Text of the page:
There’s no denying that the color combo of black & yellow make is eye-catching. I mean, just think of bees, caution tape, Stanley tools…lots more. But the black stripes on yellow school buses aren’t just for aesthetics.
Those black stripes that run along the sides & back of the school bus are actually metal “rub rails”, and they act as an extra layer of protection for the thin wall panels of the vehicle. Those rub rails would help absorb the force of a potential collision, while also preventing a car from impacting the whole side of the bus in a crash.
Rub rails are placed at very specific spots on the bus body. The lowest one is installed at same level as the buses interior floor, while the middle one is situated at the level of the bottom of the passenger seats, and the top rail sits at about the same height as either the top of the seats and/or the bottom of the window. That strategic placement would prove useful in the event of a bad crash if the school bus doors and/or windows couldn’t be reached or opened. Because of the rub rails, rescue teams would have a better idea of where to cut into the sides of the bus to be able to evacuate students, and they’d also be able to tell where the impact occurred. For instance, if it were below the bottom rail, then that would mean the impact would’ve occurred below the floor, meaning the bus’s passengers may have avoided the worst of the crash.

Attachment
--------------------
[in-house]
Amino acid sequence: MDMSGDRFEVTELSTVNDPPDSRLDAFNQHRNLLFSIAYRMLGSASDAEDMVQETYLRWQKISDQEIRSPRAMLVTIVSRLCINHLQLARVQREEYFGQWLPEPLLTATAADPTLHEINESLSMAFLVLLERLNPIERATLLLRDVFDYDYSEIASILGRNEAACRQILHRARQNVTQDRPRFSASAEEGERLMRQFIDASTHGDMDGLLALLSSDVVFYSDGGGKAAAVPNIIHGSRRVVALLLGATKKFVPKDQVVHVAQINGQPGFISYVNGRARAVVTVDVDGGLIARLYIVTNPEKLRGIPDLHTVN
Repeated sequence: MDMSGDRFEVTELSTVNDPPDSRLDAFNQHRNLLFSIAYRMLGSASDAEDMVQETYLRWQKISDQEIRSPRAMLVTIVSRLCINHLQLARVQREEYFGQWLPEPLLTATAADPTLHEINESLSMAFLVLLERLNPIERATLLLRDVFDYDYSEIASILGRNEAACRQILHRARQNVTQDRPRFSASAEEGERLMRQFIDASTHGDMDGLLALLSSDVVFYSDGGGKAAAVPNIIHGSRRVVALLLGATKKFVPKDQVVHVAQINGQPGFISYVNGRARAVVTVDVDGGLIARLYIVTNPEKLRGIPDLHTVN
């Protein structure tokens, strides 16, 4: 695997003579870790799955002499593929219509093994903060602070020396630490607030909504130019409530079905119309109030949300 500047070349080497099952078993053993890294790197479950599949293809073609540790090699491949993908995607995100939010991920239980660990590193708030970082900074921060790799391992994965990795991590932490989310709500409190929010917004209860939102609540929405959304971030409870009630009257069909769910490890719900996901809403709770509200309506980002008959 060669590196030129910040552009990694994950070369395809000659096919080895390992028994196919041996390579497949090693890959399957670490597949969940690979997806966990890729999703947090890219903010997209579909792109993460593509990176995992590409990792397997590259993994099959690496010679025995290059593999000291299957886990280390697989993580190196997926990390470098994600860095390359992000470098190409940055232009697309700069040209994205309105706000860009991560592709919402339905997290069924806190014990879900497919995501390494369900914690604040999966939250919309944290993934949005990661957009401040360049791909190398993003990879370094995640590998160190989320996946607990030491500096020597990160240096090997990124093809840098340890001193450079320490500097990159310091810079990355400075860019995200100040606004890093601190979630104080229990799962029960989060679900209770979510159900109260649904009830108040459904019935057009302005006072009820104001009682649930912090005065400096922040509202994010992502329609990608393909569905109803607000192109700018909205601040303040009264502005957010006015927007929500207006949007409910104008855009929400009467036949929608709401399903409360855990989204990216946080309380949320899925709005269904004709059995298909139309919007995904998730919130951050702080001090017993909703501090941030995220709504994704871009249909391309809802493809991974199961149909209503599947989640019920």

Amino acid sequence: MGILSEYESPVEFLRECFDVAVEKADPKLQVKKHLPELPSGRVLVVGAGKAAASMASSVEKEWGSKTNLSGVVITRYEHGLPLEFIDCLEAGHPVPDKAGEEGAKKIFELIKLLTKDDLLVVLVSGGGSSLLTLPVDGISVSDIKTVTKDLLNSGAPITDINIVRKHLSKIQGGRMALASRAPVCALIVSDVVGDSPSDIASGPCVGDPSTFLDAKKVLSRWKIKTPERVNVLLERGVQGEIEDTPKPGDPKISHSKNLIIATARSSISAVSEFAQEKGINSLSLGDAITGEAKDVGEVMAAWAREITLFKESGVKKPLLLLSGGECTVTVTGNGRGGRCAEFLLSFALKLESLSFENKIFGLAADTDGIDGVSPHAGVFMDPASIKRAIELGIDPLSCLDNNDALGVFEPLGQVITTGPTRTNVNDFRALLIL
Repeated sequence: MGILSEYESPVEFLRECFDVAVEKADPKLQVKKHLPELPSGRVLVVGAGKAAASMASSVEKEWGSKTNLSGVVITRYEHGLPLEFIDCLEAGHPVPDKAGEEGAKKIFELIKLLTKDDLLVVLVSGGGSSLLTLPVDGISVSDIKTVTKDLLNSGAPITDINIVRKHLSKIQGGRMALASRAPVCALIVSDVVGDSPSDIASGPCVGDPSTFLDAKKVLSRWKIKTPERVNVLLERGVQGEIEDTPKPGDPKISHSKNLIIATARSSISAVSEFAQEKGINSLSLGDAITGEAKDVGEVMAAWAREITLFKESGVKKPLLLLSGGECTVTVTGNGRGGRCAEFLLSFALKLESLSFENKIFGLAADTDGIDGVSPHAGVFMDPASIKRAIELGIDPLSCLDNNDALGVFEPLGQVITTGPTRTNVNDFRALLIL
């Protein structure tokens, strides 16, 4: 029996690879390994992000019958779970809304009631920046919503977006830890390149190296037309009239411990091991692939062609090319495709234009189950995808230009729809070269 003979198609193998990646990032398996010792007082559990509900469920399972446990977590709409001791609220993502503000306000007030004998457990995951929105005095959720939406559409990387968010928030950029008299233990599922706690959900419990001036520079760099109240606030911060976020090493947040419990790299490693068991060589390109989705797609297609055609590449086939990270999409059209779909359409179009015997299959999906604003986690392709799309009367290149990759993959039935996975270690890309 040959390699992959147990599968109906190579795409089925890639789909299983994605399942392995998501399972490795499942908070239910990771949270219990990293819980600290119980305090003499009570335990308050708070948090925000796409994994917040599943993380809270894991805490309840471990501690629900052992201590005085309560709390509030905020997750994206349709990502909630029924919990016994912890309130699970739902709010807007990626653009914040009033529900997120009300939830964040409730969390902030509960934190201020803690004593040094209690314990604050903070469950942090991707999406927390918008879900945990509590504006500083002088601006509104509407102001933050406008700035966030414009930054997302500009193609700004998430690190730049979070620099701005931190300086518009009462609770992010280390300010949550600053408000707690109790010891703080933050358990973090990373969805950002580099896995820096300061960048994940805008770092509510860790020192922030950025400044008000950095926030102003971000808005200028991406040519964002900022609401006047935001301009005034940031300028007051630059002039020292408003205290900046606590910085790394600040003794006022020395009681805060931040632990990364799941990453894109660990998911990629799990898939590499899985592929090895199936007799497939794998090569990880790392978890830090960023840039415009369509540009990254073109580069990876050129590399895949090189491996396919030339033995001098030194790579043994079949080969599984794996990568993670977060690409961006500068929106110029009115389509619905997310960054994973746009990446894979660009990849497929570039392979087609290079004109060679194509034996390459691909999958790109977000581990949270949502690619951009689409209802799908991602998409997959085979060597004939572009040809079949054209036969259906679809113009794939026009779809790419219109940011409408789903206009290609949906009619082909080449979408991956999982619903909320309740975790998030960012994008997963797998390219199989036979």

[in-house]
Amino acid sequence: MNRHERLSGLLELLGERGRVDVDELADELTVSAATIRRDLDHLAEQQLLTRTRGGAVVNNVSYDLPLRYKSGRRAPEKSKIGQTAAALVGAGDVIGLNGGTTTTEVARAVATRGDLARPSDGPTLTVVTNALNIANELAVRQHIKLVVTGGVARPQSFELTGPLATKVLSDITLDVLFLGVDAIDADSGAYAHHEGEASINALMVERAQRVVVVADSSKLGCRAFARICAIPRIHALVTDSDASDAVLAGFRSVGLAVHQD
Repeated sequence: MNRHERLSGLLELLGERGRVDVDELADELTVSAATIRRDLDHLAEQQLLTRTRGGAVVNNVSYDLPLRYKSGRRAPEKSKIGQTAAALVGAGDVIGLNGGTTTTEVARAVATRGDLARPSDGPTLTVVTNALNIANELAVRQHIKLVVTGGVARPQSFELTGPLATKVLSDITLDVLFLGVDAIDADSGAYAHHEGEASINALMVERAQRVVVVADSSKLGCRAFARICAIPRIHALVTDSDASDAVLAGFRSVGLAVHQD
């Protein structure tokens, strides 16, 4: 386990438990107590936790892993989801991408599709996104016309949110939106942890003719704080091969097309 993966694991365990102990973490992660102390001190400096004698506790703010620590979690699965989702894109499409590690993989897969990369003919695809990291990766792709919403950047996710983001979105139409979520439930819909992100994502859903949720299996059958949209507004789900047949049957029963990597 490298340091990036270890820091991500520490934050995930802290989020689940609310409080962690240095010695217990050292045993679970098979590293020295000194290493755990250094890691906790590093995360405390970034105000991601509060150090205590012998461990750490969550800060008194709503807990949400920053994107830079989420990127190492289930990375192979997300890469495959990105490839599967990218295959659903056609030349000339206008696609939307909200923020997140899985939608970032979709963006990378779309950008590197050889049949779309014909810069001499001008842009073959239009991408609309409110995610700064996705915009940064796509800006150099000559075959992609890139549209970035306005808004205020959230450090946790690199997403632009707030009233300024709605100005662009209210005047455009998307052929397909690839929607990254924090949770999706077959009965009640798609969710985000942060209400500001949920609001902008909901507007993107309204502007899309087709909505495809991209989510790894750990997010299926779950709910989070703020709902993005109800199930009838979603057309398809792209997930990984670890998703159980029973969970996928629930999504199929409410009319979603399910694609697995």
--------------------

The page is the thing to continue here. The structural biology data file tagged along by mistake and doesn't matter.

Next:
Now, some things such as rub rail placement, size, material, color, and other things do vary by state. For instance, here in Maryland (as well as Illinois), they have to be “glossy black.” But other states allow them to match the rest of the bus. Speaking of: the school bus’s color is called “National School Bus Glossy Yellow”, which was chosen because of its eye-catching nature, back in 1939, a group of engineers decided that that particular hue was easiest to see during morning and evening bus rounds. And the black striping provided by the rub rails only makes it even more strikingly visible.
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